Dear Miss Behavin’: Our English bulldog, Elvis, is a professional beggar — not just at dinner time, but any time we’re eating. We can’t even have popcorn while we watch a movie without him whimpering and drooling everywhere. My husband always gives in and shares what he’s eating. How can I make it stop? Reply: Believe it or not, begging comes naturally for most dogs. An easy habit to start, begging is only as bad as we let it be.
Dear Miss Behavin’: We bought new furniture last week and our two cats are already trying to scratch at it. We’ve tried scaring them off and squirting them with water bottles, but it’s not working. Is this why people get their cats declawed? Reply: Declawing your cats might seem like a straightforward solution, but most veterinarians and behaviorists are strongly against this procedure. It is not a simple nail-trimming; it is more like amputation of part of each digit.
Dear Miss Behavin’: My dog Hank always rushes through doors when they open — car doors, the front door, garage door, you name it. He doesn’t go far once he gets through them, but I’m worried he’ll get hurt. How can I stop him? Reply: We usually refer to this as “door darting,” and yes, in certain situations it can be quite dangerous. Start by teaching Hank a “stay” or “wait” by asking him to “sit” and rewarding him for staying seated.
Muck Rack makes it simple to find people, tweets, or articles that mention any name, keyword, company, hashtag etc. We've compiled this guide to help you make the most of your search.
Selecting a term
Start searching tweets, articles from media outlets, articles mentioned in tweets, journalists'
names, titles and bios with some suggested searches:
Companies or Topics (e.g. iPhone, Microsoft)
Phrases (e.g. "cloud computing") — use quotes to keep the terms together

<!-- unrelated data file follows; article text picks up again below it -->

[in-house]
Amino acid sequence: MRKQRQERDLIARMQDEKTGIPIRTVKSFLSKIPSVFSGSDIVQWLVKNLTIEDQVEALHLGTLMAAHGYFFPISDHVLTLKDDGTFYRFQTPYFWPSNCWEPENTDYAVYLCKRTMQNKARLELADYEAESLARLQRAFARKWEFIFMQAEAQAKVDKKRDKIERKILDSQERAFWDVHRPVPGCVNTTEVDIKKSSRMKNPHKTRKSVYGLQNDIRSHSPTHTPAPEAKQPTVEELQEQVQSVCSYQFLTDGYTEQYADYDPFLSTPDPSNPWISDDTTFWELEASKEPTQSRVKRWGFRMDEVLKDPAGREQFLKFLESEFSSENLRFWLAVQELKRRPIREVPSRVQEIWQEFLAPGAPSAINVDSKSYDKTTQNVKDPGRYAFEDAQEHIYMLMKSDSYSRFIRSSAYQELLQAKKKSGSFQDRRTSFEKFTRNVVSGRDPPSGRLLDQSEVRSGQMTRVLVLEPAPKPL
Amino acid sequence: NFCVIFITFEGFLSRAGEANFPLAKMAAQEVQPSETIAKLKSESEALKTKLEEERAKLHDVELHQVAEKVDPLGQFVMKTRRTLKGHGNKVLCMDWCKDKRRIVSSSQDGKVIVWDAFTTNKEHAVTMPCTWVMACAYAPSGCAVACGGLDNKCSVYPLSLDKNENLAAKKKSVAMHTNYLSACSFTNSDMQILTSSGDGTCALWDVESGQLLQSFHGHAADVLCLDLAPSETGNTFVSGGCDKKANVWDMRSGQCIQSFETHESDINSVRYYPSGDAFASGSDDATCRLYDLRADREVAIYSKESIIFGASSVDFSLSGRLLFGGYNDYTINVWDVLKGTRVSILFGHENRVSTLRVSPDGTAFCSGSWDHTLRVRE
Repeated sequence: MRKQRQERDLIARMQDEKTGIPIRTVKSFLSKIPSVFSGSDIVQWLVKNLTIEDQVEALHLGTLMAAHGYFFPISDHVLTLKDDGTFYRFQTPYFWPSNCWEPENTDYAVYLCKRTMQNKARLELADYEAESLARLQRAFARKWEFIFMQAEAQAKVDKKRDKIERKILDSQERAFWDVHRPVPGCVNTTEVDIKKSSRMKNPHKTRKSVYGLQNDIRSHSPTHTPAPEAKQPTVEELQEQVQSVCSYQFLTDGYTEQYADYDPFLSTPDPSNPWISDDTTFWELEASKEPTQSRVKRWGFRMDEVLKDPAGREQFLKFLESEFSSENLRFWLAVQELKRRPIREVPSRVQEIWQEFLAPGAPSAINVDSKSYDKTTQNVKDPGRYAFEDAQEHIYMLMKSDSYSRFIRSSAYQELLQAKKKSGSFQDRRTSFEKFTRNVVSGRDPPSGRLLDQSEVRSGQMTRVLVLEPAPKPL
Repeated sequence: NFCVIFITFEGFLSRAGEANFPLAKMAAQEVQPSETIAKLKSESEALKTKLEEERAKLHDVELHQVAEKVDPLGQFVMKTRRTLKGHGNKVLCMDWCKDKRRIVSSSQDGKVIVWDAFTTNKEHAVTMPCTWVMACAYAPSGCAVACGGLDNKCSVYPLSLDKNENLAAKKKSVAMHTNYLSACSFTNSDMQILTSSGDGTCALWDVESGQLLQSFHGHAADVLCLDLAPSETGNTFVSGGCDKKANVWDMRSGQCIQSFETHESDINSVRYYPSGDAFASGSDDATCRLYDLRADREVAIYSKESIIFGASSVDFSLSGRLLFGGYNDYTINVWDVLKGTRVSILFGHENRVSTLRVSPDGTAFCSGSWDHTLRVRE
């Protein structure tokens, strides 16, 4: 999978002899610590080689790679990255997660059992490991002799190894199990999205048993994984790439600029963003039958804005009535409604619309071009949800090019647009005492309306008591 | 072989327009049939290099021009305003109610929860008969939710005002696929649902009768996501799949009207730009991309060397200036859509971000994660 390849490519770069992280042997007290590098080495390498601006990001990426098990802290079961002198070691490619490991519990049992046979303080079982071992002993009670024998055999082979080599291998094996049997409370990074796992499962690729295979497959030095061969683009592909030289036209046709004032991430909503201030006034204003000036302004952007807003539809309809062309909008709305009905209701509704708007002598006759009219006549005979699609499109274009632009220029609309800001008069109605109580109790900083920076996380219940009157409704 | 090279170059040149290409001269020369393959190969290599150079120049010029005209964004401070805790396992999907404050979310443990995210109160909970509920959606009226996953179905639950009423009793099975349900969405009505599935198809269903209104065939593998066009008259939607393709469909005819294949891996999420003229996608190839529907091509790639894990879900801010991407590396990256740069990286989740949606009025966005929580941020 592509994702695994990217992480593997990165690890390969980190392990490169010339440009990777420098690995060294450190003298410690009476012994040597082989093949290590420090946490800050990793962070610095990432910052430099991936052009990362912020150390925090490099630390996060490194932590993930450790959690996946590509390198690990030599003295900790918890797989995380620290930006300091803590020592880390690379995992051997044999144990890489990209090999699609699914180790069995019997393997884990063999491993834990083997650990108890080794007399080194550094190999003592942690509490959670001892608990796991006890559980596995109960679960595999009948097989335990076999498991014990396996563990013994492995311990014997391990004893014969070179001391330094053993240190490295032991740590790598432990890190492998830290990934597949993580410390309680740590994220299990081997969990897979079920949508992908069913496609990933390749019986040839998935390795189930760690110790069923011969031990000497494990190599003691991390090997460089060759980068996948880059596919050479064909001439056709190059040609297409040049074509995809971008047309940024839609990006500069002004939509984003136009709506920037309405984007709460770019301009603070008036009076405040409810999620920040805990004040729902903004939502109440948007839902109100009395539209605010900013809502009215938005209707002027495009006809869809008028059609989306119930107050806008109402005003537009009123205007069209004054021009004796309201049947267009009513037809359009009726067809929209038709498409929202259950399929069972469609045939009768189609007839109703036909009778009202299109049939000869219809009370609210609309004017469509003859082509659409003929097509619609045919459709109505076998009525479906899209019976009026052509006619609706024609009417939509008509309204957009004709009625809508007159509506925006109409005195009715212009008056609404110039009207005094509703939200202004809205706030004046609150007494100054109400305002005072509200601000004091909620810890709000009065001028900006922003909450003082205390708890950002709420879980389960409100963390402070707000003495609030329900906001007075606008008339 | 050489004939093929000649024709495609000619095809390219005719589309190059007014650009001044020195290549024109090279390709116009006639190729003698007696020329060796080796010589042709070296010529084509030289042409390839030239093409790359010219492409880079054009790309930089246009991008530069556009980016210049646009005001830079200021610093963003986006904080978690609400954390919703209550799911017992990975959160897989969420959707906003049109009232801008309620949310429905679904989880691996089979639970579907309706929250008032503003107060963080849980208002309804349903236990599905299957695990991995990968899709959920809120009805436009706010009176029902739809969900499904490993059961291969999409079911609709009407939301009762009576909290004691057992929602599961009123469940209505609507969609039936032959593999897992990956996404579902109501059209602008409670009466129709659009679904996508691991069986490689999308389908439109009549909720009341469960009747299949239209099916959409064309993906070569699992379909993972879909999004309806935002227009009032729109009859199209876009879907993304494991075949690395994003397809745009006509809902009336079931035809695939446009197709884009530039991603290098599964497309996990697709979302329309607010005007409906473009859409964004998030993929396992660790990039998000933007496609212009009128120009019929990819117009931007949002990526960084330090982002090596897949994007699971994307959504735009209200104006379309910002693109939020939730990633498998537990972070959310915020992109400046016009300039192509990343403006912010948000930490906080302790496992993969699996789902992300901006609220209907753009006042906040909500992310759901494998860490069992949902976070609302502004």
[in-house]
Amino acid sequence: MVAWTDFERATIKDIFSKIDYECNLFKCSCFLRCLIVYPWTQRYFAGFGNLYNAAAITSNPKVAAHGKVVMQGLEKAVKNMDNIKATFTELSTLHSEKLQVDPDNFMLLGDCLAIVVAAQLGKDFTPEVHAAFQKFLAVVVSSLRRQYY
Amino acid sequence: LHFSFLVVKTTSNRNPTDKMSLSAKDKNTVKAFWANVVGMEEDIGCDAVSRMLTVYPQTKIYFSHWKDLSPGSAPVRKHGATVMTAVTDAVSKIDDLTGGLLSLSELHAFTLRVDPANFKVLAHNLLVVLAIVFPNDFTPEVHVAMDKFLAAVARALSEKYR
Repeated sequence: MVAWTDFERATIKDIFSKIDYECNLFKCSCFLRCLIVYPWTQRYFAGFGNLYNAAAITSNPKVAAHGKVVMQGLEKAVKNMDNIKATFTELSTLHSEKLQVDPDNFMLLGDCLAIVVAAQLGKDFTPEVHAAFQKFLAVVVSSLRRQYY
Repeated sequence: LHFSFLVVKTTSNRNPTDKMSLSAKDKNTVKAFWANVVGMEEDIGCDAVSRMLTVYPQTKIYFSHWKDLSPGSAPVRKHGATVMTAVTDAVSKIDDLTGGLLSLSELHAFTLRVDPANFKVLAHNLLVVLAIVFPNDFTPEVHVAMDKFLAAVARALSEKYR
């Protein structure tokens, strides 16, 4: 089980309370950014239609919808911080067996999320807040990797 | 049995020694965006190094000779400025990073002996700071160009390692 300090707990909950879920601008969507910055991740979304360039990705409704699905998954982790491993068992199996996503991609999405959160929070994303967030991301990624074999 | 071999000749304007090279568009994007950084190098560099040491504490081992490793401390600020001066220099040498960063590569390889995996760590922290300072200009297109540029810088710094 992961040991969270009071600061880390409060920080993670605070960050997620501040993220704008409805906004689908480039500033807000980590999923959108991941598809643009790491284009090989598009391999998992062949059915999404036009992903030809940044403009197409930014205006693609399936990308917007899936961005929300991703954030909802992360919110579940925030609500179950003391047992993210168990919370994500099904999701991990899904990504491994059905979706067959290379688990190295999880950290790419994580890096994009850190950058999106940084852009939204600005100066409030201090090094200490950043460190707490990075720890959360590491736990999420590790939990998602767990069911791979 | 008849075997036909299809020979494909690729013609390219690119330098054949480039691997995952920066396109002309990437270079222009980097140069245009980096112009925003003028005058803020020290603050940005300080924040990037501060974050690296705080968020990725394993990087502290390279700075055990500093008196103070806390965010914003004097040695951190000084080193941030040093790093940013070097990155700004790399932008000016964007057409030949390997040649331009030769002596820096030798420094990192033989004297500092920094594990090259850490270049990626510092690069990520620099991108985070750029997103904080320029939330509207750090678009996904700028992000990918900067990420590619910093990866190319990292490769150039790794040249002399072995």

Twitter handles (e.g. @username) — returns those who have mentioned or replied to
Names (e.g. "David Pogue")
Hashtags (e.g. #sxsw, #london2012)
Bio details (e.g. vegan, Olympics, father)
Muck Rack's Advanced Search allows for many boolean operators.
Find results that mention multiple specified terms, use AND or
+. For example, ensure each result contains both Elon Musk and Mark Zuckerberg by
searching Obama AND Romney or Obama + Romney.
Use the operators OR or , to broaden your search when you'd like either of
multiple terms to appear in results. (This is the default behavior of our search when no operators
are used.) For example, search for democrat OR republican to find results that refer to
Democrats and/or Republicans.
Use NOT or - to subtract results from your search. For
example, searching Disney will yield results about the Walt Disney Company as well as Walt Disney
World Resort. To exclude mentions of Disney World, search for Disney -World or Disney
When using one of these operators with a phrase, enclose it in quotation marks. For example, you can
find results about smartphones excluding Apple's iPhone 4S by searching smartphone -"iPhone
Exact case matching or punctuation
If you're searching for a brand name or keyword that relies on specific punctuation marks or capitalization, you can
find results that match your exact query by adding matchcase: before the keyword you're searching for, like matchcase:E*TRADE .
Use parentheses to separate multiple
boolean phrases. For example, to find journalists talking about having fun in Disney World or
Disneyland, search for ("disney world" OR disneyland) AND fun.
An asterisk can be used to search for any variation of a root word truncated by the asterisk. For example, searching for admin* will return results for administrator, administration, administer, administered, etc.
A near operator is an AND operator where you can control the distance between the words. You can vary the distance the near operation uses by adding a forward slash and number (between 0-99) such as strawberries NEAR/10 "whipped cream", which means the strawberries must exist within 10 words of "whipped cream".